Understanding alternative investment funds in Europe

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India is one of the fastest-growing global economies and has a vibrant commercial culture. But along with growth comes inflation, for every emerging market, levels of which can be contained but not avoided. Safety, capital gain, and steady returns are some of the top goals for any Indian investor. The question arises – are your returns “real”?

It is important to understand the difference between nominal returns and real returns.

Nominal returns are a percent that is offered by your banker, investment company or the market, in your own currency. Real returns on the other hand are the “real” value of your returns after factoring in factors such as inflation and currency depreciation.

Imagine, you have deposited Rs 1,000 today with your banker and your banker offers you an interest rate of 6 percent. You get back Rs 1060 one year from now. Simultaneously, imagine that the price per kg of basic consumable is Rs 50 today. If the same consumable were more than Rs 53.5 per kg in a year from now, your interest rate is 0 percent. In this example, your banker offered a 6 percent nominal interest rate while your real interest rate was 0 percent or negative. As another example, let us look at Venezuela where Bank Deposit rates are over 55 percent. But, with inflation over 400 percent, would it make any sense to invest?

(Graph Source: https://www.macrotrends.net/countries/IND/india/inflation-rate-cpi

Data Source: https://datatopics.worldbank.org/world-development-indicators)

The economic volatility in the current environment has created concerns in the minds of Indian investors who are unable to envisage the real ROE (return on equity) from their investments. Considering the recently announced ~7 percent inflation and ~6 percent bank deposit rates, Indian depositors are likely to be left with negative real returns on their rupee deposits, just like their western counterparts whose banks offer negative or near zero interest rates on $, € or £ deposits. Likewise, investing in rupee equity funds that yield 10 – 12 percent IRR (internal rate of return) is also likely to result in real returns of under 5 percent once inflation and rupee depreciation are factored in.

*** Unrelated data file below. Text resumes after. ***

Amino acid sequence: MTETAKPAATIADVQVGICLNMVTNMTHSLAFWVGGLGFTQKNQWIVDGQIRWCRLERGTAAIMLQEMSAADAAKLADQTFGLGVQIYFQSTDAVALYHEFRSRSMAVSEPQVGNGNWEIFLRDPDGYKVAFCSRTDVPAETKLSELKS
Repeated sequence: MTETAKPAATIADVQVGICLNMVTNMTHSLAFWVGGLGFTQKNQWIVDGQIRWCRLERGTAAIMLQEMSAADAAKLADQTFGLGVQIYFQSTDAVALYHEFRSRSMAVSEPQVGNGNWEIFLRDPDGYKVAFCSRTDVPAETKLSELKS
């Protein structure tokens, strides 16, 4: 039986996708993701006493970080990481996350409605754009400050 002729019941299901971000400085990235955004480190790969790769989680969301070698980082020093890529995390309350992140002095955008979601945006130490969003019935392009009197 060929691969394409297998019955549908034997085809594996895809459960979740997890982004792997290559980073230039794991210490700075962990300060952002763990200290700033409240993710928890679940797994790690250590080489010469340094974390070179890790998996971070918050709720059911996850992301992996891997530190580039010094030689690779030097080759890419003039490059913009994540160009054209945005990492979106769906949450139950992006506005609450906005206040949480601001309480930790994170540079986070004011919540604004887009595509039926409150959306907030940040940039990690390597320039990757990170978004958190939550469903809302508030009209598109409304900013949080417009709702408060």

Since, negative or near-zero interest rates in the West have been commonplace for many years now, investors have moved on from bank deposits to investing in listed securities, REITs, and unlisted AIFs to spread their risk-return profile.

A key sector for investment in India is Real Estate. Over the past decade, best performing cities included Lucknow with an IRR of 16.1 percent per year. Kolkata at 13.3 percent, Delhi at 12.2 percent and Mumbai at 11.2 percent. Jaipur was at the bottom with an IRR of 6.1 percent per year. For homeowners, this is would still be a matter of concern when they compare the “value” – what Rs 100 could buy in 2010 v/s what the same Rs 100 can buy today?

However, the situation is quite different in case of foreign investors who are able to negotiate IRRs in high-teens to early-20s with Indian borrowers and prominent real estate developers, factoring in their hedging cost against rupee depreciation which is directly correlated to inflation. These deals are not available to retail Indian investors as their ticket size is smaller which then requires them to invest via mutual funds or AIFs in India, who in turn compete with foreign investors by usually offering lower IRR thresholds.